The opening scene, with its verbal motifs of "positions", "time" and "terminus", casts the oblique shadow of the Holocaust, but then veers rapidly away; only in the final scenes do we return to the upheavals which, like the Anglo-French war in Shakespeare's original, unmake the old, known world and destroy the central characters. Julia Pascal's intelligent, witty and affecting rewrite is set for the most part in New York of 1939-40; in the first narrative scene proper, we see actor-manager Esther Laranovska auditioning young theatrical hopefuls by getting them to recite Hamlet in Yiddish – "Sein, oder nit sein, doss is die Frage..."
The plot is familiar, although only at the end of the first act does this "queen" abdicate, leaving the money she has amassed over forty years in the theatre to her two elder daughters to open a nightclub. Then, thrown out of eldest daughter Gail's apartment on discovering her affair with sister Rachel's husband Irving (Goneril, Regan and Edmund respectively), queen Laranovska joins the already-banished remains of her old company (a trio who serve almost interchangeably as Kent, Edgar and the Fool) busking for dimes on the street. When youngest daughter Channele rediscovers her mother, being unable to bring the French powers into the land to right these wrongs as did her antecedent Cordelia, she absconds with her sisters' nest-egg and takes the company to France; unfortunately, whilst they are at sea, as one of them puts it, "Herr Schickelgruber decides to visit Paris", and now "the Germans like Jews so much they're collecting them." Which is almost where we came in.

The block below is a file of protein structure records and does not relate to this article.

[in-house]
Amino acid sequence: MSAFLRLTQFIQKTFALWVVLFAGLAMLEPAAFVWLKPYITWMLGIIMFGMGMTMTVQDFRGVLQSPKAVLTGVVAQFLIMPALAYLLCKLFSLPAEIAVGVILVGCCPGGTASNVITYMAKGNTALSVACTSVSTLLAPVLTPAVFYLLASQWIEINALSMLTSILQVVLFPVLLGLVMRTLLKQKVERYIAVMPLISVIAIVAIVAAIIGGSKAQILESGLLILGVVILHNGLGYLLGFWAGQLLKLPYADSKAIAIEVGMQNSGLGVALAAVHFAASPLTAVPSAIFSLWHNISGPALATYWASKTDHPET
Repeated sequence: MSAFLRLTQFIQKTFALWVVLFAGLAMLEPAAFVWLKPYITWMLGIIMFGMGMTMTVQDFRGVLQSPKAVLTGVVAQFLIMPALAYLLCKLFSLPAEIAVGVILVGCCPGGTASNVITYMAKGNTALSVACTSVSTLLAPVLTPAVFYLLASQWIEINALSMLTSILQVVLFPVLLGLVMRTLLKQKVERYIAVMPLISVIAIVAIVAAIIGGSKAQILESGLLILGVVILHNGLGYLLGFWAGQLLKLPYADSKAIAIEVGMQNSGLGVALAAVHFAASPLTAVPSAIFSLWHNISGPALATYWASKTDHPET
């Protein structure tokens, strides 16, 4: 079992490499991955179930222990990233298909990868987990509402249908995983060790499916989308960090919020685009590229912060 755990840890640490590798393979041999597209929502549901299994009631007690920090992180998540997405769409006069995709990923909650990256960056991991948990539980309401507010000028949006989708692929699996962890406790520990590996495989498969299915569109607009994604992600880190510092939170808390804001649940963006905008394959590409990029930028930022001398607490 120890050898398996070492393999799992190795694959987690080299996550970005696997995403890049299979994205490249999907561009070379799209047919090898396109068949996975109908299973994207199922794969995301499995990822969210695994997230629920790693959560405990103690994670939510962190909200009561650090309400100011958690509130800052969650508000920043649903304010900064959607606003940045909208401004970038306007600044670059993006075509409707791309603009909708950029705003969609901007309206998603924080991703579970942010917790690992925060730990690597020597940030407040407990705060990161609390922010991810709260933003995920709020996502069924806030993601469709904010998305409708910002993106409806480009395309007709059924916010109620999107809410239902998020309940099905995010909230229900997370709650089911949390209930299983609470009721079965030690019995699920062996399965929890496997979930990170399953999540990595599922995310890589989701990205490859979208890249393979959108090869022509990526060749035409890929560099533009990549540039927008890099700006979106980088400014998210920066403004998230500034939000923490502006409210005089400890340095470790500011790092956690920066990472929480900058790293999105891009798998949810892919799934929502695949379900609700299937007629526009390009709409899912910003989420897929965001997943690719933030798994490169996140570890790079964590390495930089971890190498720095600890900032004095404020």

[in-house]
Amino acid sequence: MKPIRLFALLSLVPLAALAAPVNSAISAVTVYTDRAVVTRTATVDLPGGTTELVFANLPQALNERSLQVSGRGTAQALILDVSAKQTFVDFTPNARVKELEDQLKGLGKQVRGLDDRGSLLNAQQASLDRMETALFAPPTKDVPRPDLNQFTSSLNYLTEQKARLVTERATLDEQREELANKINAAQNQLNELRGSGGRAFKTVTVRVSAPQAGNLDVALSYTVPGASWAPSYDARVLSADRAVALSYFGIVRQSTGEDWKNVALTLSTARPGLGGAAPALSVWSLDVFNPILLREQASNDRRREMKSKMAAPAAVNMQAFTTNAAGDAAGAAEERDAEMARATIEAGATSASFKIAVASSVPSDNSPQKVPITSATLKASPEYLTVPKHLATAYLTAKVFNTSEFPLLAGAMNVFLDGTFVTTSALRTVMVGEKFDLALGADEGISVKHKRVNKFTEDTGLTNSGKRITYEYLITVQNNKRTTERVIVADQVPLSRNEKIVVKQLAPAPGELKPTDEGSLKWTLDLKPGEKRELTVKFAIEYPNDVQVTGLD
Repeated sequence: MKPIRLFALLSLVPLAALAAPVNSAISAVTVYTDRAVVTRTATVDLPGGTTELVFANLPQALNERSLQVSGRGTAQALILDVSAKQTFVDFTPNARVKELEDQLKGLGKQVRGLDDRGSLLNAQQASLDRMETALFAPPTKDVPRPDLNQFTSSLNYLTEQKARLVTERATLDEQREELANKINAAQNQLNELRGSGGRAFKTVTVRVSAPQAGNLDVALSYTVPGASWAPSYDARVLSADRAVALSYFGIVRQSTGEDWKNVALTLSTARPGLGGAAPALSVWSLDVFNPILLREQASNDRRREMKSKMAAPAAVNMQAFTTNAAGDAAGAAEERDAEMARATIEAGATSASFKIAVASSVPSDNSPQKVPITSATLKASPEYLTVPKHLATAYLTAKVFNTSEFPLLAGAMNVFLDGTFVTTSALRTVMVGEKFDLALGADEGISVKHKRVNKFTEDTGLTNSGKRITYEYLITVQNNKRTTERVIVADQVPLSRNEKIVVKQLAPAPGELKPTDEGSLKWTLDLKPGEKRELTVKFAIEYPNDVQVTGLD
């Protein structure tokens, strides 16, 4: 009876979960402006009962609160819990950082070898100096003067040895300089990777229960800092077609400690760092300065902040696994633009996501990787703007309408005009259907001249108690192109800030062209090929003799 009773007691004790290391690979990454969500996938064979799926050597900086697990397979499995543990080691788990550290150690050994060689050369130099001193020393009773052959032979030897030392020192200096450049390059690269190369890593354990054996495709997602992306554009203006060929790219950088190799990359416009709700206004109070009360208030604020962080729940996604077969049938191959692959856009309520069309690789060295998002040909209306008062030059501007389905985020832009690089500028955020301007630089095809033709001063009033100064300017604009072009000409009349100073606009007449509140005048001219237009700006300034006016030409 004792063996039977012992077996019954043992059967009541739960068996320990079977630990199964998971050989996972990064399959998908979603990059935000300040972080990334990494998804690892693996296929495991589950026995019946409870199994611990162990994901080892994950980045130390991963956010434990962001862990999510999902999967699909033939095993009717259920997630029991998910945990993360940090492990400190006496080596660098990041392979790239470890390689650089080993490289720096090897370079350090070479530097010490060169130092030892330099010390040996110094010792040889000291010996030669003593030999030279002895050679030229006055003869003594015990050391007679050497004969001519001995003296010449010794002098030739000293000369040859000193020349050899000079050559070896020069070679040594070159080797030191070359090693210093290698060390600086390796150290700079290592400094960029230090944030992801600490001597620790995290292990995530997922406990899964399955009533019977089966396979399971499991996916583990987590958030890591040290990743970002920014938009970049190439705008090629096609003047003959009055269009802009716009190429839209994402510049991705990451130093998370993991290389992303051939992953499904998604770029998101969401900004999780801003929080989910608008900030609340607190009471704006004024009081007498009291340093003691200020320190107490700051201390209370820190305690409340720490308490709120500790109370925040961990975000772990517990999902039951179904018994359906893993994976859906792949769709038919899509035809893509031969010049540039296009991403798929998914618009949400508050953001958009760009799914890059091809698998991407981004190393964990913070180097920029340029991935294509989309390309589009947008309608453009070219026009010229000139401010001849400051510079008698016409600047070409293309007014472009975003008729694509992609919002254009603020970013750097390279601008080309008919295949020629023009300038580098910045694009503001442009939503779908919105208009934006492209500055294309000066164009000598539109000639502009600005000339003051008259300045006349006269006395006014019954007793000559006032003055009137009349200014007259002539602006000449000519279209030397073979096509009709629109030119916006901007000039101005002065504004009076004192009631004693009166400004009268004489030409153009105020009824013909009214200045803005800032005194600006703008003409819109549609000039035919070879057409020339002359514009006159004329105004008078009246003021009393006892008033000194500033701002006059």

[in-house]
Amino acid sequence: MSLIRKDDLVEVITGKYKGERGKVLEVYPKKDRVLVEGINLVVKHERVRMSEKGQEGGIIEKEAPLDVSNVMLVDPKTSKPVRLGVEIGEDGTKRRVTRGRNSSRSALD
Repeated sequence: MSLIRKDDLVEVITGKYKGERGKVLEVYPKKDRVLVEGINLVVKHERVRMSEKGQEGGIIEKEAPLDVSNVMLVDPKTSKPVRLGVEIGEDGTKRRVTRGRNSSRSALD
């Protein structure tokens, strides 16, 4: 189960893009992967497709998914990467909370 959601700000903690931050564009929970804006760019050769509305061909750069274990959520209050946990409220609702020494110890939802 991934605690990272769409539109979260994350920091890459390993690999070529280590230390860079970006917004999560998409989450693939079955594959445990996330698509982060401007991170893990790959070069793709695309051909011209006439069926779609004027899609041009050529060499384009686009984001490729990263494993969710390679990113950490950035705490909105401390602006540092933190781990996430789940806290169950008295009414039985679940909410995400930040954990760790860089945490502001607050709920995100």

Pascal wrote the part of Esther for Ruth Posner, who is magnificent, commanding through quiet assurance rather than blustery "king-acting", and finding herself ground down but never quite disintegrating until the penultimate, but cruellest, twist: Esther finally goes mad only on hearing of Gail's death, revealing that it is the elder ingrate rather than the angelic Channele who has always been her favourite. Amanda Boxer is an almost sympathetic Gail for all her selfishness, and Natasha Pollard as Channele makes the finest smiling yet suffering Cordelia I have seen in a few years. Anna Ziman, Anton Blake and Tim Levine are equally strong as Esther's loyal company. Pascal herself directs with her customary sensitivity for doing justice at once to the human story in the foreground, its classical origins (as also in her powerful version of The Dybbuk) and the horrors lurking at the edge of the stage, waiting to become a final-act diabolus ex machina.
Written for the Financial Times.
Copyright © Ian Shuttleworth; all rights reserved.
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